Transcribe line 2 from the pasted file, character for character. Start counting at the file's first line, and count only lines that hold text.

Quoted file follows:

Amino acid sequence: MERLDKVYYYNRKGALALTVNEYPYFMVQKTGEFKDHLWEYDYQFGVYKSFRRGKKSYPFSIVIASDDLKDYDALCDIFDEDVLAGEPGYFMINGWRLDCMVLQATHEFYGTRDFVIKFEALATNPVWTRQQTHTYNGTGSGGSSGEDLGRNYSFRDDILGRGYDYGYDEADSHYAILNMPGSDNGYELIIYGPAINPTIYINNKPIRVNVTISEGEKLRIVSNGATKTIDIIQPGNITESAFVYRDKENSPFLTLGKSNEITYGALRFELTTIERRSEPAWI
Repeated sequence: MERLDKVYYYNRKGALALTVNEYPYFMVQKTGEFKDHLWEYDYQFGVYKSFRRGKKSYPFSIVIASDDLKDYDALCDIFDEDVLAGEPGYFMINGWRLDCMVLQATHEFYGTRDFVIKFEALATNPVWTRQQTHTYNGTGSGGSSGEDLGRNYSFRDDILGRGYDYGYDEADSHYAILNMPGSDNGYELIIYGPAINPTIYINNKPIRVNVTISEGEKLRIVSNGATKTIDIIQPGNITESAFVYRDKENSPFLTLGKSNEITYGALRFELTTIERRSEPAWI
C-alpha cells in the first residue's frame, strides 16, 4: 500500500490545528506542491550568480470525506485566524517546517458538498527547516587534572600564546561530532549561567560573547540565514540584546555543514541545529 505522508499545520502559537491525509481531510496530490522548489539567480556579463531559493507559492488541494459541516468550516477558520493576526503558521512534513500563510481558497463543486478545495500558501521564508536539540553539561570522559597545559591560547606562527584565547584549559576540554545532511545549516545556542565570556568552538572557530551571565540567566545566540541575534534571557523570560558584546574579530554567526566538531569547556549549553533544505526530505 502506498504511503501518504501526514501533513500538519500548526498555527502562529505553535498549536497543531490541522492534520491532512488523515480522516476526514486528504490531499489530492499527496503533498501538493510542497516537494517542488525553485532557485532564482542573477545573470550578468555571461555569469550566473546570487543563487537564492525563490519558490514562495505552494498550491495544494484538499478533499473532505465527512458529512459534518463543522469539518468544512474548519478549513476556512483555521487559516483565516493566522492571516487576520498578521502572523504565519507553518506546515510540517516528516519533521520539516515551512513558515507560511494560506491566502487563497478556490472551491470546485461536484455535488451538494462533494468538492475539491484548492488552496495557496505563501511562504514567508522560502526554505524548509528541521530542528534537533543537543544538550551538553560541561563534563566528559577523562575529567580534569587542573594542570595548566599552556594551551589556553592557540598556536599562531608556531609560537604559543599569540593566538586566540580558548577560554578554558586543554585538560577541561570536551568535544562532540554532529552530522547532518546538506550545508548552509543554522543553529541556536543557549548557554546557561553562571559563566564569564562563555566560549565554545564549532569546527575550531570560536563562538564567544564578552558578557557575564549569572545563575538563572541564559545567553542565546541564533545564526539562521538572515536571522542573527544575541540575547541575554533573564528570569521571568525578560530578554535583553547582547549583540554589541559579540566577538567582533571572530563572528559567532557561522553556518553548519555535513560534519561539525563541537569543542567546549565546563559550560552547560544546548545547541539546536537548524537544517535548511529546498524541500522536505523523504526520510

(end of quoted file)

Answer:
Repeated sequence: MERLDKVYYYNRKGALALTVNEYPYFMVQKTGEFKDHLWEYDYQFGVYKSFRRGKKSYPFSIVIASDDLKDYDALCDIFDEDVLAGEPGYFMINGWRLDCMVLQATHEFYGTRDFVIKFEALATNPVWTRQQTHTYNGTGSGGSSGEDLGRNYSFRDDILGRGYDYGYDEADSHYAILNMPGSDNGYELIIYGPAINPTIYINNKPIRVNVTISEGEKLRIVSNGATKTIDIIQPGNITESAFVYRDKENSPFLTLGKSNEITYGALRFELTTIERRSEPAWI